This post was inspired by a sermon given recently by North Point Ministries' lead pastor, Andy Stanley. Andy referenced the extraordinary journey of Bronnie Ware and her discovery of the top 2 regrets of the dying.
Bronnie is an Australian who spent years working in palliative care. Her patients were those who had gone home to die. She was with her patients for the last 3-12 weeks of their lives. It was through this experience that she gained the insight into the top regrets of the dying.
#1 Regret of the Dying: I wish I'd had the courage to live a life true to myself, not the life others expected of me.
Millennials are infamous for being true to themselves. They express themselves through tattoos, unique fashion, personal blogs, their Facebook cover photos, and every Instagram picture they capture and upload to the world wide web. They take advantage of the countless platforms and outlets to express themselves and show off to the world. 
So if this is truly what pains our souls the most on our deathbeds, why are so many leaders and organizations demanding that the next generation workforce change to fit into the established box? Zappos, Google, and Facebook embrace individuality and continue to win the Millennial recruiting war.
Rethink existing traditions and begin to infuse more margin for your team to bring their true-to-myself mentality…and in doing so you will alleviate the #1 human regret that plagues our culture.
#2 Regret of the Dying: I wish I didn't work so hard.  
All of the men Bronnie nursed deeply regretted spending so much of their lives on the treadmill of a work existence. Women also spoke of this regret but most had not been the breadwinners as they were from an older generation.
Millennials also cause tension inside organizations with their desire for work/life flexibility (a more accurate term than work/life balance). I believe this Millennial desire was cultivated by seeing their Baby Boomer parents coming home from jobs tired and unfulfilled. Millennials have embraced the extinction of company loyalty.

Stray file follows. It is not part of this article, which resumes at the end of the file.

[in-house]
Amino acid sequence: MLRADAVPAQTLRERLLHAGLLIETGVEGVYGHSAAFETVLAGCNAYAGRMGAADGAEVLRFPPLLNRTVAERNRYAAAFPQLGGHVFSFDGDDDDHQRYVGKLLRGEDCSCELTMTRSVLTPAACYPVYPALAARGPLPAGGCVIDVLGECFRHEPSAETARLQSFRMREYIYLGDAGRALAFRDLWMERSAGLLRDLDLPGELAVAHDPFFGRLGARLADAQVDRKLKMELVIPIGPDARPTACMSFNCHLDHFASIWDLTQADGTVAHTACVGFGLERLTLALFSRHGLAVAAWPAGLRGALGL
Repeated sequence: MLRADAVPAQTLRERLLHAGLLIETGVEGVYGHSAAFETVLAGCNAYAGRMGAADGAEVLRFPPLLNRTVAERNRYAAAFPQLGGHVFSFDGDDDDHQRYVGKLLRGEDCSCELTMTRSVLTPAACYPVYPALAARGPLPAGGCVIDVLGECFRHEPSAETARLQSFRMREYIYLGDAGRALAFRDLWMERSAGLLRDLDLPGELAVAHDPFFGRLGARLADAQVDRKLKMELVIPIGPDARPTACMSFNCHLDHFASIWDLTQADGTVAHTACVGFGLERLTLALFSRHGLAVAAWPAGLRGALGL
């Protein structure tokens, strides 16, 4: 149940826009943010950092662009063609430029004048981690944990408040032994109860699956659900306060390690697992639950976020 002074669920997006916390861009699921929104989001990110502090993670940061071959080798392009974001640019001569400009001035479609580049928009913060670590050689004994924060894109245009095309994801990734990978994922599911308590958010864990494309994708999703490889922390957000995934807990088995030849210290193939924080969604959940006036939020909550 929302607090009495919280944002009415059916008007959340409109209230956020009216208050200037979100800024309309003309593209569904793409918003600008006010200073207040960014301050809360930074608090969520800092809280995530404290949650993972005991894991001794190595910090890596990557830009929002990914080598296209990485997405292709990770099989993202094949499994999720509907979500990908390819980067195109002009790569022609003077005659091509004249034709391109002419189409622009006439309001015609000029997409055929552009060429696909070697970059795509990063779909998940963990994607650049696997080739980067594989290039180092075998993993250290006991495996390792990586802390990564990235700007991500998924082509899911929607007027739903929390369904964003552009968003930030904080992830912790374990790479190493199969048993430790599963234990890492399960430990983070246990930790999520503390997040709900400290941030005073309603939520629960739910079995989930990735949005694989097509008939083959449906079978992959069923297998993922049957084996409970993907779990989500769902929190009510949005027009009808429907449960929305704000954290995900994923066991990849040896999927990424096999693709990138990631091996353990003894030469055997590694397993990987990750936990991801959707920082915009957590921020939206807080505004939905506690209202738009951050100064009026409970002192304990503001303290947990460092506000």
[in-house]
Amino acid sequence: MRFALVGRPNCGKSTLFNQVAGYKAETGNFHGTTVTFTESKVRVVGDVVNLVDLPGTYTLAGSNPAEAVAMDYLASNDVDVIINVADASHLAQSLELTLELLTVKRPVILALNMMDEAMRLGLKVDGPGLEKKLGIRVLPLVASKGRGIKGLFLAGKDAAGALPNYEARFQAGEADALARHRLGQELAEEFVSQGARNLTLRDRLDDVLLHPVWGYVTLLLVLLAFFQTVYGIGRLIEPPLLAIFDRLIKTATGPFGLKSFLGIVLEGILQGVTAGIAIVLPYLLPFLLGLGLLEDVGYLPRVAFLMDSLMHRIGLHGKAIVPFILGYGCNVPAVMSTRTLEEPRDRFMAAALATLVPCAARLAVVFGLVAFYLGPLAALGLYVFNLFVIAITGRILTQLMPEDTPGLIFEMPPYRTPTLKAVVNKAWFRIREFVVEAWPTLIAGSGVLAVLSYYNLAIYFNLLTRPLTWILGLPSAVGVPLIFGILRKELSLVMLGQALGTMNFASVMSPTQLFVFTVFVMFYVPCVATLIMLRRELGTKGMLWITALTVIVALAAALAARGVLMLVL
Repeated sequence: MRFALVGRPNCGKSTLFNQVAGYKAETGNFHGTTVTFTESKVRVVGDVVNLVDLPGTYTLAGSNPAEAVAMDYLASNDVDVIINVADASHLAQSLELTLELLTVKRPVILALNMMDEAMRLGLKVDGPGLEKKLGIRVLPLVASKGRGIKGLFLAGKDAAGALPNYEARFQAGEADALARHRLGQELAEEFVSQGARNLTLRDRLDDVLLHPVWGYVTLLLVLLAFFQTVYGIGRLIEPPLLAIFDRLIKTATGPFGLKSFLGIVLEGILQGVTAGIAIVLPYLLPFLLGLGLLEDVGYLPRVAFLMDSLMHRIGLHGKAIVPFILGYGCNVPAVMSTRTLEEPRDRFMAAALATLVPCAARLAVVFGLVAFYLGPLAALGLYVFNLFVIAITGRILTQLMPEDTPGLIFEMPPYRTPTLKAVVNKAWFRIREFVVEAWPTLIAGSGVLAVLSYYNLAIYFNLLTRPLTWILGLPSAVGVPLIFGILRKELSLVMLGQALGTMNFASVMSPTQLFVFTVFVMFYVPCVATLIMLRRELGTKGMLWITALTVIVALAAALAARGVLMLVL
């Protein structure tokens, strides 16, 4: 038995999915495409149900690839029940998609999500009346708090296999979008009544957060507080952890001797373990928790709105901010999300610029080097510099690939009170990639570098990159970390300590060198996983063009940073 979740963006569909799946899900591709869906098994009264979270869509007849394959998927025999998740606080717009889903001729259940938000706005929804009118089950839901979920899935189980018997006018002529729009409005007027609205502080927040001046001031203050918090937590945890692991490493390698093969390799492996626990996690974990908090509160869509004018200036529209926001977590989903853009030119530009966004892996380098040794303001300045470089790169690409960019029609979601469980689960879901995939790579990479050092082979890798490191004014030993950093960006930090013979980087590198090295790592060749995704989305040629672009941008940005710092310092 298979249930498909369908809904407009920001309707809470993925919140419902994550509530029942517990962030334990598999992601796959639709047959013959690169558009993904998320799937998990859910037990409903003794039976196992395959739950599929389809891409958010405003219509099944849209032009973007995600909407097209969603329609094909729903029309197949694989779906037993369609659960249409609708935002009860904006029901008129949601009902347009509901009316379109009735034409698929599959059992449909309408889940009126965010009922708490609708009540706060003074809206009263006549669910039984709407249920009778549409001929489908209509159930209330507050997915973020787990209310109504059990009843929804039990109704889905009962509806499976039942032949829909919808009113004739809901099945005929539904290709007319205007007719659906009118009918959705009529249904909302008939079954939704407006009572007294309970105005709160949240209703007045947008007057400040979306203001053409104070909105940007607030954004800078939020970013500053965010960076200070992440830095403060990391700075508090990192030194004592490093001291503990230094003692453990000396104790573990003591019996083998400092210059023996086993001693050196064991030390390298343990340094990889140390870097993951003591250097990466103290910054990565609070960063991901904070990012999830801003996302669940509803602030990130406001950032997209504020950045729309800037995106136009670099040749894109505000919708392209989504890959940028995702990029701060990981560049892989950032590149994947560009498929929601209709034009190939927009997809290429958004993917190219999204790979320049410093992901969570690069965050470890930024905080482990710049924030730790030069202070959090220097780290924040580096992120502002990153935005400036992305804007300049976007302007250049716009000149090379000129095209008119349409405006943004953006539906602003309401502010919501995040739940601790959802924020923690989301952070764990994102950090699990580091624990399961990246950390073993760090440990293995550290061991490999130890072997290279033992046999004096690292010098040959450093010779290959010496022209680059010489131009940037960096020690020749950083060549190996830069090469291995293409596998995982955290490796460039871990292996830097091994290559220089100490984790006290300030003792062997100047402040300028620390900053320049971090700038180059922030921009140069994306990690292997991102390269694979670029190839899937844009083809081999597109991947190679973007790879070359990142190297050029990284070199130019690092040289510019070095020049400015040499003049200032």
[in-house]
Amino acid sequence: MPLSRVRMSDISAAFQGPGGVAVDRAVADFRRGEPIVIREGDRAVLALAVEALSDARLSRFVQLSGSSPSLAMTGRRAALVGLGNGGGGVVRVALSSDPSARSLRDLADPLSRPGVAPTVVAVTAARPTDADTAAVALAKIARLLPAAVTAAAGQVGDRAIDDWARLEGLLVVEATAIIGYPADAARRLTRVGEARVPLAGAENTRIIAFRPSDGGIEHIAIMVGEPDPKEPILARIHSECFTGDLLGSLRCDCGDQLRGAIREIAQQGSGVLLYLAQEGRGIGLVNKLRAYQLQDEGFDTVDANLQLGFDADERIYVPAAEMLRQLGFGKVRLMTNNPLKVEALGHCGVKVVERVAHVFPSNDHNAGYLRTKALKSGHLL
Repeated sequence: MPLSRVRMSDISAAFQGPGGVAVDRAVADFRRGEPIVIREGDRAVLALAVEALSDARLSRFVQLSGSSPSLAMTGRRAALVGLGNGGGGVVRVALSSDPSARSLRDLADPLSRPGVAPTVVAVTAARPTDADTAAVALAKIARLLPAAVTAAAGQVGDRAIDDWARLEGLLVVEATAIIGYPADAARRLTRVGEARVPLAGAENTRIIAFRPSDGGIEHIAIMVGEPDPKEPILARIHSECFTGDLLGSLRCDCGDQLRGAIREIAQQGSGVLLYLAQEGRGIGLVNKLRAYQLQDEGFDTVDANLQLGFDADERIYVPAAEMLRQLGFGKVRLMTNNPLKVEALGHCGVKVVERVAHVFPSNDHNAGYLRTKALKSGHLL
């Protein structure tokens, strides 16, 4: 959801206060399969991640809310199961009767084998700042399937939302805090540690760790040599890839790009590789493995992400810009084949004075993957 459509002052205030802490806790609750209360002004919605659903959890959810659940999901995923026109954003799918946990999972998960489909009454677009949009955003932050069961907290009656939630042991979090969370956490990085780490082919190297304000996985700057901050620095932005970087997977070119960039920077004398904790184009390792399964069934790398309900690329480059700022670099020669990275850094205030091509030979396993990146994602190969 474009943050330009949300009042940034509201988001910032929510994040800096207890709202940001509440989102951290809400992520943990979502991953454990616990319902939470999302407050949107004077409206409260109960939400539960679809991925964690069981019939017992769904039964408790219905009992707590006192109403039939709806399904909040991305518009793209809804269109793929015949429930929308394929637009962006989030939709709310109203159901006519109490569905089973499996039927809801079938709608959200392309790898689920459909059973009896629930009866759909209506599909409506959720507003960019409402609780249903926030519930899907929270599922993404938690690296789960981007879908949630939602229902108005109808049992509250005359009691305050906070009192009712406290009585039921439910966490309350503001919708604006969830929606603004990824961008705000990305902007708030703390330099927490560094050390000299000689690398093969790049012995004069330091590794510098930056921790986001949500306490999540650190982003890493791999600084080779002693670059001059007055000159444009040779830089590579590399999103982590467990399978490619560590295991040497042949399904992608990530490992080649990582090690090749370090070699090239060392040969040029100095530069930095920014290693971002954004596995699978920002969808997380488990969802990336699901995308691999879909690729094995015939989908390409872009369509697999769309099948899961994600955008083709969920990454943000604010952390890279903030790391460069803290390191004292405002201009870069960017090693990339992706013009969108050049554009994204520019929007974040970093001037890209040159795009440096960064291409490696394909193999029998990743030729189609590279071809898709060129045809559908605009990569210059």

Due to today's emerging mobile technology, we are no longer tied to a desk or held captive by 9-5 work days. Checking work email before getting out of bed in the morning, going for a late-morning run, working from home, taking a 2-3 hour lunch break to meet with friends and hang out in the park then back to work and sending emails well past 2am can be a realistic work day for the Millennials. 
Granted some industries and/or positions require a set availability to handle client requests or customer demand. But in my experience, the more restraints and firm time-frames you burden the Millennials with the less they will go above and beyond those limitations.
Consider more work/life flexibility in order to alleviate your Millennials fostering this loyalty-killing regret.
The Millennials grew up observing these 2 regrets and are now taking action to live a life where work and play begin to blend. Use the regrets of those that have gone before us to empower those that go after us. 
Question: What will you do today to alleviate future regret?


Ryan Jenkins



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